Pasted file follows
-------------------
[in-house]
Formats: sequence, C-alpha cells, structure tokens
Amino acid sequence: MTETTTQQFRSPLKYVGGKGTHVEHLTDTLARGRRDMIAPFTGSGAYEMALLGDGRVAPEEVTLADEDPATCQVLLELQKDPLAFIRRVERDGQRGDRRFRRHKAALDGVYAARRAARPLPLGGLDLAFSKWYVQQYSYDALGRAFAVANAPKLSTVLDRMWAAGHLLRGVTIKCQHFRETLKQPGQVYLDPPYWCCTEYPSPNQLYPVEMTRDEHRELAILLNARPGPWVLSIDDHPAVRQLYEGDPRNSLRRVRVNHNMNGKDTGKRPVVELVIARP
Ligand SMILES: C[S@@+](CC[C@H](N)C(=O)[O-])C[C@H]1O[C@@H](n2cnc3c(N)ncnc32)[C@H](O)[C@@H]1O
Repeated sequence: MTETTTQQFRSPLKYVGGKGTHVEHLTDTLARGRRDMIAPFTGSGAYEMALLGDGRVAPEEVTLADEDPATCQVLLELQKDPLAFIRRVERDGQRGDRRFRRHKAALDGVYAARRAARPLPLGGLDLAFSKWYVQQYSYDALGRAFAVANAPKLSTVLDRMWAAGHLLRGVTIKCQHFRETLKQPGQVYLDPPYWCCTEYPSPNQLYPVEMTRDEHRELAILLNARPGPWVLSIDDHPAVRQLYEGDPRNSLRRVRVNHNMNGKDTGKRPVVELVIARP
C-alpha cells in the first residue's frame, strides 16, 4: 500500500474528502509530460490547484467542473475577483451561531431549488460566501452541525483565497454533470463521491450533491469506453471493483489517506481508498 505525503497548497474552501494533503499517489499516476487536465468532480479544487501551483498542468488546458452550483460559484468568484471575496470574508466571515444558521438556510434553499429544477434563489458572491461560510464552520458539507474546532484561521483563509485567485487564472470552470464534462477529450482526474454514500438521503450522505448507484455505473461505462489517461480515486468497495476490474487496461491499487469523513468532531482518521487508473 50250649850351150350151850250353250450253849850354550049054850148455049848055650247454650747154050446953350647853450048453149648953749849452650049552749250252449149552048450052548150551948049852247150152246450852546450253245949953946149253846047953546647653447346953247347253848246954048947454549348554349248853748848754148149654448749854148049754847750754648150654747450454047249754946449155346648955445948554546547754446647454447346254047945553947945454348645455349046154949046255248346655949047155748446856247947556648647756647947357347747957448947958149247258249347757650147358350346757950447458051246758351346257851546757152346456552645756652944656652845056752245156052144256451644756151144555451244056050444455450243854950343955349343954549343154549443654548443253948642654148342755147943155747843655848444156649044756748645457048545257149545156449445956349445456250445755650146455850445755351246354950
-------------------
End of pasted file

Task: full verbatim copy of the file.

[in-house]
Formats: sequence, C-alpha cells, structure tokens
Amino acid sequence: MTETTTQQFRSPLKYVGGKGTHVEHLTDTLARGRRDMIAPFTGSGAYEMALLGDGRVAPEEVTLADEDPATCQVLLELQKDPLAFIRRVERDGQRGDRRFRRHKAALDGVYAARRAARPLPLGGLDLAFSKWYVQQYSYDALGRAFAVANAPKLSTVLDRMWAAGHLLRGVTIKCQHFRETLKQPGQVYLDPPYWCCTEYPSPNQLYPVEMTRDEHRELAILLNARPGPWVLSIDDHPAVRQLYEGDPRNSLRRVRVNHNMNGKDTGKRPVVELVIARP
Ligand SMILES: C[S@@+](CC[C@H](N)C(=O)[O-])C[C@H]1O[C@@H](n2cnc3c(N)ncnc32)[C@H](O)[C@@H]1O
Repeated sequence: MTETTTQQFRSPLKYVGGKGTHVEHLTDTLARGRRDMIAPFTGSGAYEMALLGDGRVAPEEVTLADEDPATCQVLLELQKDPLAFIRRVERDGQRGDRRFRRHKAALDGVYAARRAARPLPLGGLDLAFSKWYVQQYSYDALGRAFAVANAPKLSTVLDRMWAAGHLLRGVTIKCQHFRETLKQPGQVYLDPPYWCCTEYPSPNQLYPVEMTRDEHRELAILLNARPGPWVLSIDDHPAVRQLYEGDPRNSLRRVRVNHNMNGKDTGKRPVVELVIARP
C-alpha cells in the first residue's frame, strides 16, 4: 500500500474528502509530460490547484467542473475577483451561531431549488460566501452541525483565497454533470463521491450533491469506453471493483489517506481508498 505525503497548497474552501494533503499517489499516476487536465468532480479544487501551483498542468488546458452550483460559484468568484471575496470574508466571515444558521438556510434553499429544477434563489458572491461560510464552520458539507474546532484561521483563509485567485487564472470552470464534462477529450482526474454514500438521503450522505448507484455505473461505462489517461480515486468497495476490474487496461491499487469523513468532531482518521487508473 50250649850351150350151850250353250450253849850354550049054850148455049848055650247454650747154050446953350647853450048453149648953749849452650049552749250252449149552048450052548150551948049852247150152246450852546450253245949953946149253846047953546647653447346953247347253848246954048947454549348554349248853748848754148149654448749854148049754847750754648150654747450454047249754946449155346648955445948554546547754446647454447346254047945553947945454348645455349046154949046255248346655949047155748446856247947556648647756647947357347747957448947958149247258249347757650147358350346757950447458051246758351346257851546757152346456552645756652944656652845056752245156052144256451644756151144555451244056050444455450243854950343955349343954549343154549443654548443253948642654148342755147943155747843655848444156649044756748645457048545257149545156449445956349445456250445755650146455850445755351246354950